Leaving some forest species to their own natural devices to recover from bushfires will invite invasive weeds such as lantana to take control. Failing to intervene will leave the landscape exposed to further harm that may prove irreparable, threatening the wider eco-system and the eco-tourism ventures that rely on the natural beauty of these World Heritage-listed areas.
The warning comes from Griffith University environmental scientist, Dr Patrick Norman, who has just finished satellite mapping the bushfires that razed large tracts of Queensland bushland and rainforest in 2019.
His assignment was part of the Bushfire Recovery Project, comprising a group of five scientists from Griffith and Australian National Universities following the 2019-20 Black Summer fires.
The natural disaster was Australia’s biggest inferno on record.
Initial assessments from the Federal Department of Agriculture, Water and Environment have identified 119 animal species at risk following the Black Summer fires including 17 birds, 20 mammals, 23 reptiles, 16 frogs, 22 crayfish, 16 freshwater fish species and five invertebrate species.
Forests under fire
Norman’s group has released a report this week, peer-reviewing the science focused on forest recovery after fire.
“Since the Black Summer fires happened, the conversation has kind of oscillated between ‘all doom and gloom’ and ‘everything will be fine’,” Norman said.
“It was our objective to explain the facts of what’s happening to forests during large-scale fires and the implications afterwards for Australian vegetation.”
Queensland eucalypt forests and areas of coastal heath, like similar species in NSW and Victoria are faring well in their recovery without human help, Norman told InQueensland.
But subtropical rainforests, contained in areas throughout the Scenic Rim, such as the Darlington Range in the State’s south-east, could be in strife if significant and urgent rehabilitation work is not forthcoming.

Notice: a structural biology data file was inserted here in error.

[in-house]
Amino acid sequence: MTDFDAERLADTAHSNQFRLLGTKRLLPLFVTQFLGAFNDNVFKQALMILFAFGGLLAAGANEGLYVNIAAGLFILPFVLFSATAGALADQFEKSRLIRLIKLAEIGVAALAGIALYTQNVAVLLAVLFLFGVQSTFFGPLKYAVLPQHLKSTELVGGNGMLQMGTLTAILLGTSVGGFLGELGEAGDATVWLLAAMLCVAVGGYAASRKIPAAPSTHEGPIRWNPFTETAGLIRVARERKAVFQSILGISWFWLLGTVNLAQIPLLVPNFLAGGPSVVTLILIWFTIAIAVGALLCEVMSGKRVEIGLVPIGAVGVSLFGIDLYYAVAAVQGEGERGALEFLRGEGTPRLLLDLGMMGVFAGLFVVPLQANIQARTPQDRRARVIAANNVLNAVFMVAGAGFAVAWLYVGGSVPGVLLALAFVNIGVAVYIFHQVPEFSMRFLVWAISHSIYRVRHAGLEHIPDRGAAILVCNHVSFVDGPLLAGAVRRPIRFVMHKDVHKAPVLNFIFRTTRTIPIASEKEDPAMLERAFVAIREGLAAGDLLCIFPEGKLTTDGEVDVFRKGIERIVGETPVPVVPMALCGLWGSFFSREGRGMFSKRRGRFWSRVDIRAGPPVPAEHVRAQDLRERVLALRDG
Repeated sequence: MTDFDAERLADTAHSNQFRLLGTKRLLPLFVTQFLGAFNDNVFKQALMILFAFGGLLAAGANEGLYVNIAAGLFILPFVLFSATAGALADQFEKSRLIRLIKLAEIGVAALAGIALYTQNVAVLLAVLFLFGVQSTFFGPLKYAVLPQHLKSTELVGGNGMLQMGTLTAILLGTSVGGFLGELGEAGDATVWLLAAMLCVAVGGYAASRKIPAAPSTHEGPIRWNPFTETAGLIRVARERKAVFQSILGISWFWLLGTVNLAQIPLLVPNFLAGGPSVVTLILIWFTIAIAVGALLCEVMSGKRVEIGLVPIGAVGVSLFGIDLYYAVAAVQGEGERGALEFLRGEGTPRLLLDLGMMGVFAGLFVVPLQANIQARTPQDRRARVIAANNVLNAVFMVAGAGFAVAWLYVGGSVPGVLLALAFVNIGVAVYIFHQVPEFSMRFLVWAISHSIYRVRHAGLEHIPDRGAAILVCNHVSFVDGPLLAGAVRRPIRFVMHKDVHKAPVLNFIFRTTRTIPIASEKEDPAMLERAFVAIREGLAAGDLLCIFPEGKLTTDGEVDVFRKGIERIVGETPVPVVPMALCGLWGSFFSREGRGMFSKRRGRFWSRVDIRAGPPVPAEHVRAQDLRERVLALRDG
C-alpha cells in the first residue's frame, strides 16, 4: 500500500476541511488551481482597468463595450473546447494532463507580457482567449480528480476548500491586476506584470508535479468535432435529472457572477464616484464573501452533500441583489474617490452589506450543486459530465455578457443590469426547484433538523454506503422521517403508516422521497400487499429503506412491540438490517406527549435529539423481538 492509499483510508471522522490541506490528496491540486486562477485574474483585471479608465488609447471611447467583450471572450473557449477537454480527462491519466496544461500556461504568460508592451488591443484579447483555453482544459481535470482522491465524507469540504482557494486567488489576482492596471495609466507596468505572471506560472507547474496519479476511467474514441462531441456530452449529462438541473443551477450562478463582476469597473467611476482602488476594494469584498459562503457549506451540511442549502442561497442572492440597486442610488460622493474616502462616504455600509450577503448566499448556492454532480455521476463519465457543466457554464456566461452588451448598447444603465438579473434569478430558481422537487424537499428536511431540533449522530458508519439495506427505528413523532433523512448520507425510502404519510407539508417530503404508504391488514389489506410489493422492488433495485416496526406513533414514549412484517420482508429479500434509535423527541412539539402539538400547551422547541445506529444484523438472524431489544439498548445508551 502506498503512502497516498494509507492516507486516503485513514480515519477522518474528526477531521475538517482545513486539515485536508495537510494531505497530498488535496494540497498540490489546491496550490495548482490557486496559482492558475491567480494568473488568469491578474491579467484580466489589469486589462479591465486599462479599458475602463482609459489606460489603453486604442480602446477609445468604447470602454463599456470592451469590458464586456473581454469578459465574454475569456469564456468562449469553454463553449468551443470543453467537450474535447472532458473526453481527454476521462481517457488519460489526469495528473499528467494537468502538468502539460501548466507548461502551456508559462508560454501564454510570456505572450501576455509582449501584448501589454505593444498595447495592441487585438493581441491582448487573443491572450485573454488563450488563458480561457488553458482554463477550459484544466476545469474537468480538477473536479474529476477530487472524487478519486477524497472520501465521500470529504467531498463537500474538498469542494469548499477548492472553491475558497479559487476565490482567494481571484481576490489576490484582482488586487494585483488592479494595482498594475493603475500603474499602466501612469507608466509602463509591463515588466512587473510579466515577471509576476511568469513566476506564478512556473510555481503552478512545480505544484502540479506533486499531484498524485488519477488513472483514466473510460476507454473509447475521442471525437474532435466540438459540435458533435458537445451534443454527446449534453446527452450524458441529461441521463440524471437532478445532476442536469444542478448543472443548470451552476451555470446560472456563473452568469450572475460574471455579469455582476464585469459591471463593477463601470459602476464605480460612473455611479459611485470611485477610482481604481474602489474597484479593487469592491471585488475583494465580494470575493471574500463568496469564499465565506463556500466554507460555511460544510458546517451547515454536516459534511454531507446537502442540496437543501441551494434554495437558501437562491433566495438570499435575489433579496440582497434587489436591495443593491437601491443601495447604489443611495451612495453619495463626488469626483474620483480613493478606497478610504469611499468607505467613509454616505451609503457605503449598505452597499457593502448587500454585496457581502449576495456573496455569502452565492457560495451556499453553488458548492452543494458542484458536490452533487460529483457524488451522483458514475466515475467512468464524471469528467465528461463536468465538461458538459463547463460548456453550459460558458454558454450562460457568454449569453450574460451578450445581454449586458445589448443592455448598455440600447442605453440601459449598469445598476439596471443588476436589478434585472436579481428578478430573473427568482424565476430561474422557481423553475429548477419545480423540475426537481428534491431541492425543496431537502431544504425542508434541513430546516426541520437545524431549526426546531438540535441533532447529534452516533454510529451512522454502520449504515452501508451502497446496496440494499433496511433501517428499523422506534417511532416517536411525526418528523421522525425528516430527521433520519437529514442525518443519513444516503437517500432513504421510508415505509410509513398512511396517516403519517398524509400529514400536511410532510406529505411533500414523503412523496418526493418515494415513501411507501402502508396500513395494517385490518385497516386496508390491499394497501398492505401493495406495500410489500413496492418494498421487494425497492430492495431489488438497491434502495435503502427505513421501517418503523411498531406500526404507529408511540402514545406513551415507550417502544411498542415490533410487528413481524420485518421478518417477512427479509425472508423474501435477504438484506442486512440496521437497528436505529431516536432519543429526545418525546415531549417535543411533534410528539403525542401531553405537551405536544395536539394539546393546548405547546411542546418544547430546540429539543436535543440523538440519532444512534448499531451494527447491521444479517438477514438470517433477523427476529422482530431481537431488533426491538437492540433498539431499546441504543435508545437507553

The region was in the path of some of Queensland’s fiercest blazes that damaged property, including the popular eco-tourist resort Binna Burra.
“Most of the eco-systems impacted in the Black Summer fires can handle fire quite well, but there are species such as subtropical rainforest and some of the Ash forests in the Alps of southern Australia that just don’t do well and are at risk of being permanently wiped out,” he said.
“Unless they can get big enough after a fire has come through to withstand the next fire, they won’t have that time available to mature, drop seed and get established.
“The eucalypt forests around Binna Burra are re-greening fantastically and looking excellent, but it’s a stark comparison just across the ridge where the rainforest has been burnt, where only the hoop pines have survived and the undergrowth still hasn’t come back.
“We’re only talking about 100 or so hectares, but if you look across from Binna Burra, all you can now see are bare patches, where once there was thick and healthy tropical rainforest.
“Once that canopy has gone it invites lantana in pretty quickly, so we have to be on the front-foot now to monitor and manage this very carefully.”